Addis Ababa, 1998.
He looked much older than his 57 years.
It was easy to note how emaciated he had become. He was pale. His breathing was shallow. His belly was distended. His legs were thin, barely any muscle on his bones.
His daughters and his wife were standing by the bed side.
They had a resigned look with swollen eyes and dried tears.
“Yimarih,” he said.
That was his last word.
His liver had failed from Hepatitis C virus and repeated doses of Hagenia Abyssinica or Kosso, the word used for the medicinal plant that many Ethiopians of my generation used for intestinal worms which is quite frequent as a result of consumption of raw beef or minced raw beef marinated in spiced chilli powder. The food tests so good most would risk having worms than cook it. The use of plants for medicinal purposes is very common place and wide spread in Ethiopia, a country endowed with diverse resources with different habitats and vegetation, knowledge often passed by word of mouth from generations to generations. Hagenia Abyssinica is one such plant commonly used for medicinal purposes especially in adult tapeworms but without much appreciation of its toxic effect on the liver particularly when used in large doses and multiple times.
Liver disease and liver cancer are very common in Ethiopia and other developing countries. Aside from the toxic effect of herbal medications, Hepatitis B and C viruses have high prevalence.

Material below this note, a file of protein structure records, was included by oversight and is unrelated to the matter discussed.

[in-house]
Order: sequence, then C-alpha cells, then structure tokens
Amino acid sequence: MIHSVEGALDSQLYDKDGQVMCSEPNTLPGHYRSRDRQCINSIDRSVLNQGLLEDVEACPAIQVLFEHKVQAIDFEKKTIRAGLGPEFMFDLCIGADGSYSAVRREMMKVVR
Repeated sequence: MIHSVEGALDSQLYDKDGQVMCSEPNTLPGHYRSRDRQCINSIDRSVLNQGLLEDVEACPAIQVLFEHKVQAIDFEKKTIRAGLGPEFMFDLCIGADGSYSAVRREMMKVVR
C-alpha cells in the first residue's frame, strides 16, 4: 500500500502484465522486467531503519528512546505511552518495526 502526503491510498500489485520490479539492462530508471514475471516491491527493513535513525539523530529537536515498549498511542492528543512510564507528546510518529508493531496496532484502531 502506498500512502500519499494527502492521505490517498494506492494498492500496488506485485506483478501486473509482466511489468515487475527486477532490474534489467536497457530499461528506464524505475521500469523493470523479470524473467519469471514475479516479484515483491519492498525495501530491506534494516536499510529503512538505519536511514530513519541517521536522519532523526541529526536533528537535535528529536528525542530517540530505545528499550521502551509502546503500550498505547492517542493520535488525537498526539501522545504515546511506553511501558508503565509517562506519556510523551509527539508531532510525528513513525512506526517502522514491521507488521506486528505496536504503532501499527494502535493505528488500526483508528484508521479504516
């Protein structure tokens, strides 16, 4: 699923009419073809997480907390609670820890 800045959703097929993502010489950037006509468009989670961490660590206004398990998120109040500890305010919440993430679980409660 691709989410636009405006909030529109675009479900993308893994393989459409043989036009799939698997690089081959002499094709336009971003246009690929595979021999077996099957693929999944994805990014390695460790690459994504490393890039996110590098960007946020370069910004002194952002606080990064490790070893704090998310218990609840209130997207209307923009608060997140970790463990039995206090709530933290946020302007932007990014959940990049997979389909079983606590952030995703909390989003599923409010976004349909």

He suffered with many complications that required hospitalizations. Treatment for Hepatitis C virus was not available. Not too long ago he survived a major bleeding episode. During his last few months, he had to have 3-5 liters of fluid removed from his belly almost on a weekly base to ease his shallow breathing and distress.
“Yimarih (bless you),”he uttered after I sneezed; his voice was very faint.
It didn’t register in me until I sat down in the nursing station to write his death summary. It was overwhelming. I wasn’t feeling well myself with common cold but nothing compared to his ordeal.
He died of complications of liver disease; he was a good person, I wrote.
WHO Key facts
Hepatitis C is a liver disease caused by the hepatitis C virus.
The disease can range in severity from a mild illness lasting a few weeks to a serious, lifelong condition that can lead to cirrhosis of the liver or liver cancer.
The hepatitis C virus is transmitted through contact with the blood of an infected person which can occur through injections with contaminated syringes and needle-stick injuries, injection drug use, being born to a hepatitis C infected mother, sex with an infected person, receipt of contaminated blood transfusions, blood products and organ transplants
About 150 million people are chronically infected with hepatitis C virus, and more than 350 000 people die every year from hepatitis C-related liver diseases.
Hepatitis C can be treated using antiviral medicines.
There is currently no vaccine for hepatitis C; however, research in this area is ongoing.